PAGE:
I occasionally see these two words used in opposition; for instance [emphasis mine]:

In the United States, aircraft usually join the pattern at a 45° angle to the downwind leg and abeam midfield. Although aircraft may legally join the pattern at any point, the AIM clearly states that the only approved pattern entry is the 45[° angle entry].1

In the referenced circular AC 90-66B CHG 1, the words “approved” and “legal” don’t appear except in other contexts.


  1. Is this just imprecise layman terminology in use on Wikipedia?
  2. Or do the two terms have defined meaning somewhere?

My guess is that a pilot-in-command can deviate from “approved” procedure to other “legal” procedure whenever deemed necessary by exercising PIC authority, but deviation from “legal” procedure would be allowable only in emergency (“mayday”) or urgency/distress (“pan-pan”) situations? Or perhaps also if controllers direct or authorize deviation?2

I’m curious primarily about flying under FAA and ICAO regulations, but if this terminology differs in other jurisdictions, I’d be interested in that as well.

1 From English Wikipedia, “Aircraft traffic pattern”, retrieved 16 Aug 2019 20:30Z

2 Wording in the circular §8.2.1:

The FAA does not regulate traffic pattern entry, only traffic pattern flow.

gives a clue in specifying that the 45° entry is not regulated.


1 Answer 1


The AIM is not regulatory, just best practices approved by the FAA. You should do what the AIM says, but as PIC you are free to ignore it.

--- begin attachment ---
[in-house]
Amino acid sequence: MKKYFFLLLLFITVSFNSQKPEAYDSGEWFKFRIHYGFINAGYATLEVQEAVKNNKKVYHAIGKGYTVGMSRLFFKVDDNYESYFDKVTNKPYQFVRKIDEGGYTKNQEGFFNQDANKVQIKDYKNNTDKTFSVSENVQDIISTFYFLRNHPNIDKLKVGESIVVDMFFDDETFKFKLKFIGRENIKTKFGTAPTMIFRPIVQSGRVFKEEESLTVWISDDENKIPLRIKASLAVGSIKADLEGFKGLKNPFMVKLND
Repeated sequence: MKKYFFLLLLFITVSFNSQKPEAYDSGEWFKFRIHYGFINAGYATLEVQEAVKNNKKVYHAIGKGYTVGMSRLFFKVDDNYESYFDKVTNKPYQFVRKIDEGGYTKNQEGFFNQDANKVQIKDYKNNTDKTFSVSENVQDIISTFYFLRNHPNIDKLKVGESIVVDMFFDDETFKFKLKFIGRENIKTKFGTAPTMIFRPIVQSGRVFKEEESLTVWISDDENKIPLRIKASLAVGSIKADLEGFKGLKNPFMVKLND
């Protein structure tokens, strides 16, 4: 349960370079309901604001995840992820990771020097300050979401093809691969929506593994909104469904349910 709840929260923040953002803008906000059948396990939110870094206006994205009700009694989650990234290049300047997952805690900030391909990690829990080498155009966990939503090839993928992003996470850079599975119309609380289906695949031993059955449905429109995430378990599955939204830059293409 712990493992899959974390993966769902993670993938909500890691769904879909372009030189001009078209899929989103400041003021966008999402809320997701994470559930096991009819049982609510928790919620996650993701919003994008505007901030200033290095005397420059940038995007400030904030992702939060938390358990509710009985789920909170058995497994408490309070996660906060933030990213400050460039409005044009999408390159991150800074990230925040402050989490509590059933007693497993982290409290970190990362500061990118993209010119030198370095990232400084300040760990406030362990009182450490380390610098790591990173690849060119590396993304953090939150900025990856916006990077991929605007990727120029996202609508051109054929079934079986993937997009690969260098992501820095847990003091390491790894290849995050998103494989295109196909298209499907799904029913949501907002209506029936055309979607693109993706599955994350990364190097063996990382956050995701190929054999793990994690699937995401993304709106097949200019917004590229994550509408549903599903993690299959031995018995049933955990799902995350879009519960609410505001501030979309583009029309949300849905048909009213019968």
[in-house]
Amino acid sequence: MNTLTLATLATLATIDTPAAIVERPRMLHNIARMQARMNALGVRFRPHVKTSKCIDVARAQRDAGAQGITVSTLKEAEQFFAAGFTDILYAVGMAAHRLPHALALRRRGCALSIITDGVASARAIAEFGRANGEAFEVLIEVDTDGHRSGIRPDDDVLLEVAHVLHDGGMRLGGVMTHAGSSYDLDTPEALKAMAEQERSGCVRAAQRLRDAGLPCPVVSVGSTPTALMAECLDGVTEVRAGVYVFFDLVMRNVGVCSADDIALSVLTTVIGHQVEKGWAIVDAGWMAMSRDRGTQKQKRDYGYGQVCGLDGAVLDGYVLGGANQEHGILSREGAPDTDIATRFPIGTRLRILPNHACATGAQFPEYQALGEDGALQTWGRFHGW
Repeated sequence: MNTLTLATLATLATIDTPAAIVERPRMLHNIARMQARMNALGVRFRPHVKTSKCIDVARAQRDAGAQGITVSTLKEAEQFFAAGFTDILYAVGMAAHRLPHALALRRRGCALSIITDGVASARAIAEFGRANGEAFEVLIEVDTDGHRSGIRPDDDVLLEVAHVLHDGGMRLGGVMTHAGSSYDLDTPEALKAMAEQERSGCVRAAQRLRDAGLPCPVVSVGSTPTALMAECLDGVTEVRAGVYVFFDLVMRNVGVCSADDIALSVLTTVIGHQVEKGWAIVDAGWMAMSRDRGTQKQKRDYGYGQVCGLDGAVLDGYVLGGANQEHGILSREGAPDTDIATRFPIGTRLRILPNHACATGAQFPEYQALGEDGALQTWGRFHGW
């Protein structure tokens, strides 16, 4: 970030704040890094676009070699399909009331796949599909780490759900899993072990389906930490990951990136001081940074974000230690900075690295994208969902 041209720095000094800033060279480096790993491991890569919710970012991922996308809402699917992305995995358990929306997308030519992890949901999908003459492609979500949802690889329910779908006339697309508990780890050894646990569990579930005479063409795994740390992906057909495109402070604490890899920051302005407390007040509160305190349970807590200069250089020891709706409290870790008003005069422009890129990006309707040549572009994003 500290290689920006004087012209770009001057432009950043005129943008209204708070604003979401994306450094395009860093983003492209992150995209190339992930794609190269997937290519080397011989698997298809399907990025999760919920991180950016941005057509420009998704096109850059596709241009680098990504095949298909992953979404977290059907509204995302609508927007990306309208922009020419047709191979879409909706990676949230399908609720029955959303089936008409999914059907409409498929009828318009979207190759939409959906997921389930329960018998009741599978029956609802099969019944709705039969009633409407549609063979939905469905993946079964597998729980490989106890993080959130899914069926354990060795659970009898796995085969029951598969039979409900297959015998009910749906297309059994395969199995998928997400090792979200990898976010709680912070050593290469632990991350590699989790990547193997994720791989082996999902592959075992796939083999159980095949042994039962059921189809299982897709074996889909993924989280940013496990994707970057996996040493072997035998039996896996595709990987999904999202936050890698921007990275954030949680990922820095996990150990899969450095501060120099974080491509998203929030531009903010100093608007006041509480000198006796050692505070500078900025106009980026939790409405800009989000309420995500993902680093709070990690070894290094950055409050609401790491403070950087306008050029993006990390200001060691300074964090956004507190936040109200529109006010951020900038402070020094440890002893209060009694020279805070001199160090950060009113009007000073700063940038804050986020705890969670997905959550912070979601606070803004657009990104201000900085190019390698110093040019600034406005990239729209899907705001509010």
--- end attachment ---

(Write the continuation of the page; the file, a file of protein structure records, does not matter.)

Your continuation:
The FARs are regulatory, so as long as you don't violate them, what you're doing is legal. You must do what the FARs say (unless you have an emergency, of course).

In the case of pattern entry, other pilots are expecting you to do what the AIM says (45 to downwind), so doing something different is probably unsafe--especially if you aren't in radio contact. But if there is nobody else in the pattern, that reason doesn't apply and it is safe to enter however you wish (straight in, crosswind, etc.). It is up to you as PIC to make this decision.

The same logic is true generally: if you understand why the AIM says to do (or not do) something, you probably understand when it's okay to ignore it.

  • $\begingroup$ That makes sense (particularly in light of what I added under footnote 2 I edited at more or less the same moment you posted this answer). But what does this mean with reference to my guess regarding PIC authority? If you could add that, I’ll accept this answer. Thanks! $\endgroup$
    – Trey
    Aug 16, 2019 at 20:53

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